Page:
This section will give a quick introduction into the Keyring, including the addition of accounts, retrieving pairs and the signing of any data. Unlike the rest of the API, only the core concepts will be covered with the most-used-functions. However, what is covered is enough for 99.9 of the use-cases ... or rather, that is the aim.
The @polkadot/keyring keyring is included directly with the API as a dependency, so it is directly importable (since the 0.92 version) alongside the API.
If you do opt to install it separately, ensure that the version of
@polkadot/util-crypto that is included with the API matches with the version of
@polkadot/keyring installed. So if the API depends on
util-crypto 1.4.1, it would make sense to include
keyring 1.4.1 as the installed version. (This helps in making sure extra versions of the libraries are not included as duplicates, especially in the case where bundles are created. Additionally, this makes sure that weird side-effects in the WASM initialization is avoided.)
Once installed, you can create an instance by just creating an instance of the
Keyring class -
In the above example, the import is self-explanatory. Upon creation we pass through a
type which can have a value of either
sr25519, when not specified this would default to
ed25519. This type parameter only applies to the default type of account created when no type is specified, it does not mean that the keyring can only store that type of account.
So effectively, when creating an account and not specifying a type, it will be
sr25519 by default based on the above construction params, however we can also add an
ed25519 account and use it transparently in the same keyring.
One "trick" that is done implicitly in the above sample is that that keyring is only initialized after the API. In the case of
sr25519 the keyring relies on a WASM build of the schnorrkel libraries. Since the API inlitialization is already async, it initializes the WASM libraries as part of the setup.
The recommended catch-all approach to adding accounts is via
.addFromUri(<suri>, [meta], [type]) function, where only the
suri param is required. For instance to add an account via mnemonic, you would do the following -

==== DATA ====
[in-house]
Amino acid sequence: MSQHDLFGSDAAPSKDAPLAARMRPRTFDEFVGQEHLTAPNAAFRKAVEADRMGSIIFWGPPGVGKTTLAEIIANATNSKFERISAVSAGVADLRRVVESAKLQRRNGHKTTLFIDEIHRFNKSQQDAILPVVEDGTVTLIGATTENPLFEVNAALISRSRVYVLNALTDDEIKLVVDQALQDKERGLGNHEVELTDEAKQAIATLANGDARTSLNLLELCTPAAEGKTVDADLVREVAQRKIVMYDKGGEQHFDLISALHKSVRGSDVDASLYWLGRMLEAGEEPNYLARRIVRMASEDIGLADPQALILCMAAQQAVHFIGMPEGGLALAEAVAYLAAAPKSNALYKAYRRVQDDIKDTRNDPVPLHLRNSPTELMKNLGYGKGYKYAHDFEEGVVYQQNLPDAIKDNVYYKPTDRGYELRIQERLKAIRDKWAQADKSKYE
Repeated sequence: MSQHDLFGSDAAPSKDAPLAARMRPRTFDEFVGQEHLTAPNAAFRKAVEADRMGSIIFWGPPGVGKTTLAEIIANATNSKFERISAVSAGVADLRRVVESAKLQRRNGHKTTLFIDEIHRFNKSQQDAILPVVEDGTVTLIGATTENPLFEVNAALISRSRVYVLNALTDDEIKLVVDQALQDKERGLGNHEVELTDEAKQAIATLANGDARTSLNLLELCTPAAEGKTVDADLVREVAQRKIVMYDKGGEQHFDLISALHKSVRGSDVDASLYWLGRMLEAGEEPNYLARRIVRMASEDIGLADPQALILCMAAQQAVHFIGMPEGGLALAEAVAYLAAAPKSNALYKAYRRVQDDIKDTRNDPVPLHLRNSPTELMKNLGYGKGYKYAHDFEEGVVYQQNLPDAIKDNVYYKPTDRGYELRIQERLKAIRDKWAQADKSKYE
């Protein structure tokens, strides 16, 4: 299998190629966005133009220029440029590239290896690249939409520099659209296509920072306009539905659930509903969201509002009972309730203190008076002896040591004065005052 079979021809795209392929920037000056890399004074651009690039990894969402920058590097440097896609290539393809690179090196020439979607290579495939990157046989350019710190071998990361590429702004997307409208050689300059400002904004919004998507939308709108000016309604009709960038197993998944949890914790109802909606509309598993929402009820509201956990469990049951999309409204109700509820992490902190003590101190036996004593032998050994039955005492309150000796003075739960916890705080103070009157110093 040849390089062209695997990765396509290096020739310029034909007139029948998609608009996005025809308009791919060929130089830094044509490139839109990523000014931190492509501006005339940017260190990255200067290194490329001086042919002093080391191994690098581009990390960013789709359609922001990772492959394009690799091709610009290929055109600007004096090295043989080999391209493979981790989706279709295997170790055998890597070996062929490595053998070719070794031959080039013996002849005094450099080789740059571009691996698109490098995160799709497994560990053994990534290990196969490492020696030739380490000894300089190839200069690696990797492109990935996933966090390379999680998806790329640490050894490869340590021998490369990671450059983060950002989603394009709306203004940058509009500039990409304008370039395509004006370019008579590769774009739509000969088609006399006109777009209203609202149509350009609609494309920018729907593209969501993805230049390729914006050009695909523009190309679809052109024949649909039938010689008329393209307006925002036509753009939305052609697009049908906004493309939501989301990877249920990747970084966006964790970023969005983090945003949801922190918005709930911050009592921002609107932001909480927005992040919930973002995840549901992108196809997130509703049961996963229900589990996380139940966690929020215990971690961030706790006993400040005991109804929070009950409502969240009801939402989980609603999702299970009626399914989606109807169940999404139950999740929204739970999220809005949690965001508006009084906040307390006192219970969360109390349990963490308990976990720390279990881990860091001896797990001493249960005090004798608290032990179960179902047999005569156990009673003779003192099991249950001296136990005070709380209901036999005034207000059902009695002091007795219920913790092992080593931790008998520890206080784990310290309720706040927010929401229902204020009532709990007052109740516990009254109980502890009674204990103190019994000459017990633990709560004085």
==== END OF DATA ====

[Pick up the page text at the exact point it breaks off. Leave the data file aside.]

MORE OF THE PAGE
The above additions cater for most of the use cases and aligns with the you would find in the Substrate
subkey. Be very wary of the last "dev-seed" option, it is explicitly added for
subkey compatibility and implies using the "known-everywhere" dev seed. It is however useful when running Polkadot/Substrate with a
Since mnemonics are recommended and the defacto standard for current Polkadot/Substrate generations, the only mentioned way of adding keys thus far has been via mnemonic. However, the
addFromUri method on the keyring is intelligent enough to detect and add from inputs specified as mnemonics, hex seeds and string seeds (appropriately padded).
With the above in mind, we could extend our examples above for custom raw seed. For instance to add both a hex and string seed, we can follow the following approach -
You could extend derivation from these specified seeds with derivation paths if applicable, i.e.
Janice//hard will perform a hard derivation with the path
hard on the pair that is generated from the
Janice seed. As far as possible, try to stick with mnemonics in your applications, unless you have a good reason to not do so. Humans are generally bad at generating their own entropy and mnemonics has additional properties such as built-in checksums.
In the previous examples we added a pair to the keyring (and we actually immediately got access to the pair). From this pair there is some information we can retrieve -
Additionally you can sign and verify using the pairs. This is the same internally to the API when constructing transactions -
This covers the keyring basics, however there are two additional functions here of interest,
keyring.getPairs() to retrieve a list of all pairs in the keyring and
keyring.getPair(<address or publicKey>) to retrieve a pair where we have an identifier.
Now that we have short introduction to the keyring, we can move back to API transactions and find out how to subscribe and track events, taking our management of transactions to the next level.